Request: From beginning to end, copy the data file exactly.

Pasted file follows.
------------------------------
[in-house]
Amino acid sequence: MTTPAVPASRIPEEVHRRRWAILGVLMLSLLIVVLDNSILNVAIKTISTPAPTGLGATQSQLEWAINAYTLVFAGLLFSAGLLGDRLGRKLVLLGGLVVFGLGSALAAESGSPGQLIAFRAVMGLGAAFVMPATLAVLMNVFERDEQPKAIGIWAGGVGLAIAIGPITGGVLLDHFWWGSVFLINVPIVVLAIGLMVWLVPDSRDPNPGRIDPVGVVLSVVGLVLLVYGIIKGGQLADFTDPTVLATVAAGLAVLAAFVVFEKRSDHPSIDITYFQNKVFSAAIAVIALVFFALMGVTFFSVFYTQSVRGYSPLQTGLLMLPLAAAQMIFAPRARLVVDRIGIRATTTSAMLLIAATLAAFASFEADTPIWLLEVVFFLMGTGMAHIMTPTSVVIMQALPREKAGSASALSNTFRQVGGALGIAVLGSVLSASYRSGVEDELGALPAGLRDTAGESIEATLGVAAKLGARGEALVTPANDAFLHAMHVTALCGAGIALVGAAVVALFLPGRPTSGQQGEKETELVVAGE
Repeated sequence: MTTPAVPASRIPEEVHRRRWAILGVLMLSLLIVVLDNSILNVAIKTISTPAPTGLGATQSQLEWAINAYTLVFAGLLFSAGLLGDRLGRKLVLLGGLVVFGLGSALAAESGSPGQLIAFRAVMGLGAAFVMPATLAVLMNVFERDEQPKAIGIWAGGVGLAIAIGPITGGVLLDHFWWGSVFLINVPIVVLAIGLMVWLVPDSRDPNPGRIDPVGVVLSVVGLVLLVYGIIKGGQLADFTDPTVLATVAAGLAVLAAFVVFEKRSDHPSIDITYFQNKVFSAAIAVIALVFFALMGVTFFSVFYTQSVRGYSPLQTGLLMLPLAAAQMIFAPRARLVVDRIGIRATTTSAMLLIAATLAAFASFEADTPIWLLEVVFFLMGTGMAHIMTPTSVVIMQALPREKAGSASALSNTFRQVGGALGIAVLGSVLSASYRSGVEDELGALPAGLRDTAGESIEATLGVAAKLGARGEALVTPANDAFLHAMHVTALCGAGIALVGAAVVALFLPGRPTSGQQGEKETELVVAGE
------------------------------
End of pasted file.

[in-house]
Amino acid sequence: MTTPAVPASRIPEEVHRRRWAILGVLMLSLLIVVLDNSILNVAIKTISTPAPTGLGATQSQLEWAINAYTLVFAGLLFSAGLLGDRLGRKLVLLGGLVVFGLGSALAAESGSPGQLIAFRAVMGLGAAFVMPATLAVLMNVFERDEQPKAIGIWAGGVGLAIAIGPITGGVLLDHFWWGSVFLINVPIVVLAIGLMVWLVPDSRDPNPGRIDPVGVVLSVVGLVLLVYGIIKGGQLADFTDPTVLATVAAGLAVLAAFVVFEKRSDHPSIDITYFQNKVFSAAIAVIALVFFALMGVTFFSVFYTQSVRGYSPLQTGLLMLPLAAAQMIFAPRARLVVDRIGIRATTTSAMLLIAATLAAFASFEADTPIWLLEVVFFLMGTGMAHIMTPTSVVIMQALPREKAGSASALSNTFRQVGGALGIAVLGSVLSASYRSGVEDELGALPAGLRDTAGESIEATLGVAAKLGARGEALVTPANDAFLHAMHVTALCGAGIALVGAAVVALFLPGRPTSGQQGEKETELVVAGE
Repeated sequence: MTTPAVPASRIPEEVHRRRWAILGVLMLSLLIVVLDNSILNVAIKTISTPAPTGLGATQSQLEWAINAYTLVFAGLLFSAGLLGDRLGRKLVLLGGLVVFGLGSALAAESGSPGQLIAFRAVMGLGAAFVMPATLAVLMNVFERDEQPKAIGIWAGGVGLAIAIGPITGGVLLDHFWWGSVFLINVPIVVLAIGLMVWLVPDSRDPNPGRIDPVGVVLSVVGLVLLVYGIIKGGQLADFTDPTVLATVAAGLAVLAAFVVFEKRSDHPSIDITYFQNKVFSAAIAVIALVFFALMGVTFFSVFYTQSVRGYSPLQTGLLMLPLAAAQMIFAPRARLVVDRIGIRATTTSAMLLIAATLAAFASFEADTPIWLLEVVFFLMGTGMAHIMTPTSVVIMQALPREKAGSASALSNTFRQVGGALGIAVLGSVLSASYRSGVEDELGALPAGLRDTAGESIEATLGVAAKLGARGEALVTPANDAFLHAMHVTALCGAGIALVGAAVVALFLPGRPTSGQQGEKETELVVAGE